Governor Gary Locke’s Remarks
Promise Scholarship Ceremony - Central Washington University
September 28, 1999
Note: During September and October 1999, the Governor attended Promise Scholarship Ceremonies to honor Promise Scholars attending Central Washington University, Eastern Washington University, Western Washington University, University of Washington, Gonzaga, Whitworth, and Clark Colleges. This website posts the remarks the Governor made at Central Washington University and at the University of Washington.
PURSUING THE AMERICAN DREAM
I want to thank you, Dolph Norton, for that very nice introduction. It’s really a great pleasure to be back here on the campus of Central Washington University, and a special pleasure to come here under these circumstances.
Today is a fulfillment of a long time dream of mine. The recipients of these first Promise Scholarships are attending their first college classes. I really wanted to see the faces of some of the 2,300 students who are the recipients of these first Promise Scholarships. And the faces of the people who encouraged these students to recognize their potential and apply for Promise Scholarships. And who are these people who have recognized their potential? Mainly the parents, family members, and educators and counselors and others involved in their academic careers. Thank you all for joining us today on this very, very great occassion.
I proposed the Promise Scholarships because I believe that students showing promise deserve a promise from our state. And I believe that if a student ranks in the top ten or fifteen percent of his or her individual high-school graduating class—and comes from a low or middle income family—that student deserves to pursue the American Dream of a college education and receive a two-year scholarship from the state to make that dream a reality.
The reality and the truth is that students from high-income families can afford the most expensive, prestegious private colleges all across America. And students from low-income families have financial aid available to them. But for so many students from working middle-class families, it’s getting harder and harder to afford a college education. We want to make sure that dream—that American Dream of a college education—is not beyond the grasp of those students and those families. And we don’t want our students taking out massive loans and having all of this debt when they graduate. The Promise Scholarships lessen the financial burden and help to make that American Dream of a college education a real possibility.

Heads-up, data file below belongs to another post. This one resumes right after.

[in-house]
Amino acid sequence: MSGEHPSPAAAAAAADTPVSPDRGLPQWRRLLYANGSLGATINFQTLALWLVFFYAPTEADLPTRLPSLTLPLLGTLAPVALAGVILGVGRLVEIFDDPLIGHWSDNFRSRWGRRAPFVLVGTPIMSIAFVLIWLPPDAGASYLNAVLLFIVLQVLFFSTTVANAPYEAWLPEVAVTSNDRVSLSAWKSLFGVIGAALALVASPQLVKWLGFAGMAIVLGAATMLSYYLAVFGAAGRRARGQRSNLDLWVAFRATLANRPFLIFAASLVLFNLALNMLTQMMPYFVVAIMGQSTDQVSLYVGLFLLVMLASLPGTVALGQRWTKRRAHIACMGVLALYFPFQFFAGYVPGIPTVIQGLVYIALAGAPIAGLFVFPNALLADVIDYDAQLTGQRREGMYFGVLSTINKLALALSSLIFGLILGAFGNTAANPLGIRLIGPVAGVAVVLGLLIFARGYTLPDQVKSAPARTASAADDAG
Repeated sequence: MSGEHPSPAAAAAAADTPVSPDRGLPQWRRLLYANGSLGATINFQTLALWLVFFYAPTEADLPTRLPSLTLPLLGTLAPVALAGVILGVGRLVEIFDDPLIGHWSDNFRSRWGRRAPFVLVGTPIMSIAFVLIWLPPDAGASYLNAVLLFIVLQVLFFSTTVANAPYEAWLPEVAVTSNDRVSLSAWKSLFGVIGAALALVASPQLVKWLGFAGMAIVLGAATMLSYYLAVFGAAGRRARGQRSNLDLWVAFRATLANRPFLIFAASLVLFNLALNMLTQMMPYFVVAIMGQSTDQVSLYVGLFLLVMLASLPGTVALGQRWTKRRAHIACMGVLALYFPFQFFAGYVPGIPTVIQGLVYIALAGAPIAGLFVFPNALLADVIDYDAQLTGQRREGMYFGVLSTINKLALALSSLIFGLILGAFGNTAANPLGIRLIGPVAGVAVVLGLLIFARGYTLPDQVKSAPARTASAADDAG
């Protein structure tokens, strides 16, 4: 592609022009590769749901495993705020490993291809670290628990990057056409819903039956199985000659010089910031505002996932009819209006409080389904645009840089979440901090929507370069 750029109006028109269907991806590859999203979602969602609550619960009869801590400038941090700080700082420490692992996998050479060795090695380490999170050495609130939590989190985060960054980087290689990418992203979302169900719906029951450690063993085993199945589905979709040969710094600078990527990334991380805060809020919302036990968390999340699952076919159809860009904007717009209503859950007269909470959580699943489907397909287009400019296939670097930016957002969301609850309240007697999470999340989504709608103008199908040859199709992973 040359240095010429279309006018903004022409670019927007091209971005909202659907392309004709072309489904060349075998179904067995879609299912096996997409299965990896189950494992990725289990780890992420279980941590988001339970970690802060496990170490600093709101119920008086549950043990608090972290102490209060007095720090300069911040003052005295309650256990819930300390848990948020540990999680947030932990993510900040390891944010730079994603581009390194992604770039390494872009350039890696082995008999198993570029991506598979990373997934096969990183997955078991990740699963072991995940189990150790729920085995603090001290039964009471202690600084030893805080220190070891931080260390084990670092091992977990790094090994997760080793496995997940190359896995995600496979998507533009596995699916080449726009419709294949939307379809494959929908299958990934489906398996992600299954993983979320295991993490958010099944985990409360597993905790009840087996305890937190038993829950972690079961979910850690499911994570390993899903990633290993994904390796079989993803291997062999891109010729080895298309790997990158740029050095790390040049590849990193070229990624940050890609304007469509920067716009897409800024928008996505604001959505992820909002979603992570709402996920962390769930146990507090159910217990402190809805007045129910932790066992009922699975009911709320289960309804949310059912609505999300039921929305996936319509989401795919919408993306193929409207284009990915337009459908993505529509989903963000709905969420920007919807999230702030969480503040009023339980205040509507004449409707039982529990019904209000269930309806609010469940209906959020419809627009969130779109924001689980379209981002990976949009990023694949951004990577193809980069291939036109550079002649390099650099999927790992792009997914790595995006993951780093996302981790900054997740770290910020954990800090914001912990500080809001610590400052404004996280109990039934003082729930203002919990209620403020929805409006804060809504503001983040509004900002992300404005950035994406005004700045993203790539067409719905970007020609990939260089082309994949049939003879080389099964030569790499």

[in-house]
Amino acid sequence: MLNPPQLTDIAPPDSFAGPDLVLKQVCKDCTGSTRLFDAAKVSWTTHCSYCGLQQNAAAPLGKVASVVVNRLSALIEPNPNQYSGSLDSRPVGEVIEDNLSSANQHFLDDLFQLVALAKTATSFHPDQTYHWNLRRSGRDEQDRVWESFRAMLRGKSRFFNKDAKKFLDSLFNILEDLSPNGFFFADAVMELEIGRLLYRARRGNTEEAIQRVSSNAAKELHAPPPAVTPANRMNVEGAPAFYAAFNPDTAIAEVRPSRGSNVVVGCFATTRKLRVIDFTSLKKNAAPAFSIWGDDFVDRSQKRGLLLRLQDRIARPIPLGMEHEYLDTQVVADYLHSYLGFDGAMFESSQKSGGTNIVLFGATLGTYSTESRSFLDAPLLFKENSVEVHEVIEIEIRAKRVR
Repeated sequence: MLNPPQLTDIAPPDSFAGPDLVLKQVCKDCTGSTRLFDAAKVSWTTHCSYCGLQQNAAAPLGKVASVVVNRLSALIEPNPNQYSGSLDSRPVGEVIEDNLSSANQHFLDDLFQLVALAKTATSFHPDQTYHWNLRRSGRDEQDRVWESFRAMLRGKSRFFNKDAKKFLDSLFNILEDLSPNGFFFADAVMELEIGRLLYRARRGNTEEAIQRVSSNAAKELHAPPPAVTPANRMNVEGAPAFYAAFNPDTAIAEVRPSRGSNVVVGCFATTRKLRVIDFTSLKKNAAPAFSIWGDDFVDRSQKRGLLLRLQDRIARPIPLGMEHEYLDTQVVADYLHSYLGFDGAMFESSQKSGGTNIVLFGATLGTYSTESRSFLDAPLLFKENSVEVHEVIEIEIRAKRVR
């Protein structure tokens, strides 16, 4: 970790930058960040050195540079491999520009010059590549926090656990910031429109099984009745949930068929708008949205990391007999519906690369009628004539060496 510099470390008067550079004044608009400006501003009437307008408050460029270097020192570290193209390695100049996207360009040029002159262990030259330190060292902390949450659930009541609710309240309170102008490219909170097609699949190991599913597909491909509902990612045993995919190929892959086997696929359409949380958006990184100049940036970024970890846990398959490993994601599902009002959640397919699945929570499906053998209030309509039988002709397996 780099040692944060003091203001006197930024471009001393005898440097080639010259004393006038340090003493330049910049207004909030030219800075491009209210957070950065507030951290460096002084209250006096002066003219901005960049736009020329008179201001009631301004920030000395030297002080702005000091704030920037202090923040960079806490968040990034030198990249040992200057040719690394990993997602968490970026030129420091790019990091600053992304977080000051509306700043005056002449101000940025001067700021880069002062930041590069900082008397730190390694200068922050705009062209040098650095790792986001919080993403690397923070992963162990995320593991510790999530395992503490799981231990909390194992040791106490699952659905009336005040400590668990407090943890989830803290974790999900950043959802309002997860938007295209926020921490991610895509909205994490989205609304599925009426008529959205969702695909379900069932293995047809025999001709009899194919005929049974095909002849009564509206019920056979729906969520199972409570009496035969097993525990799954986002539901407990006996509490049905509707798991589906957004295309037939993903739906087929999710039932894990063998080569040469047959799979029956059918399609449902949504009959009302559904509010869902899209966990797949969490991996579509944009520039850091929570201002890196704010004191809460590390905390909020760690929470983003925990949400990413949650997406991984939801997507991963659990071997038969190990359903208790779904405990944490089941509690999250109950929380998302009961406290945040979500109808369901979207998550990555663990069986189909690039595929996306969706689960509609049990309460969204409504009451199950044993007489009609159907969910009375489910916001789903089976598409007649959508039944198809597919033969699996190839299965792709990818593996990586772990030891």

During the next two years almost 6,000 students across our state will receive these Promise Scholarships. It is my dream that some day—and some day soon—no high-achieving student will be blocked from pursuing a higher education because of financial burden.
It is my dream that every excelling student has access to college. You know, the Legislature provided funding for these Promise Scholarships, but only for the high school graduating class of 1999 that you represent, and the graduating class of 2000. We need to make sure this is a permanent program. In fact, it’s my dream that in a few years when the tenth graders take the new tenth grade test—that all of those who pass the tenth grade test will have a scholarship waiting for them when they graduate from high school. That’s our vision.
To the principals, counselors, teachers, parents, aunts, and uncles and grandfathers who have encouraged these students to excel and apply for these scholarships: Thank you very much.
With your help, we will be able to expand the Promise Scholarship program so that every student who shows promise can obtain a college education. To those of you who have achieved excellence and received these scholarships, congratulations.
You’re in your first week of college classes now, and I imagine it’s a bit overwhelming, although from everyone that I’ve talked to so far, you love this campus and you love your courses so far. It’s really great to hear the different majors and studies you want to pursue, from aviation to arts education to natural resources.
I have to tell you, I remember my first days on the college campus. I was admitted to Yale Campus on scholarships. I had a lot of loans and every part time job concievable during the school year and during the summer. And I remember arriving at the Freshman Square with my uncle who drove me from the New York airport all of the way up to New Haven.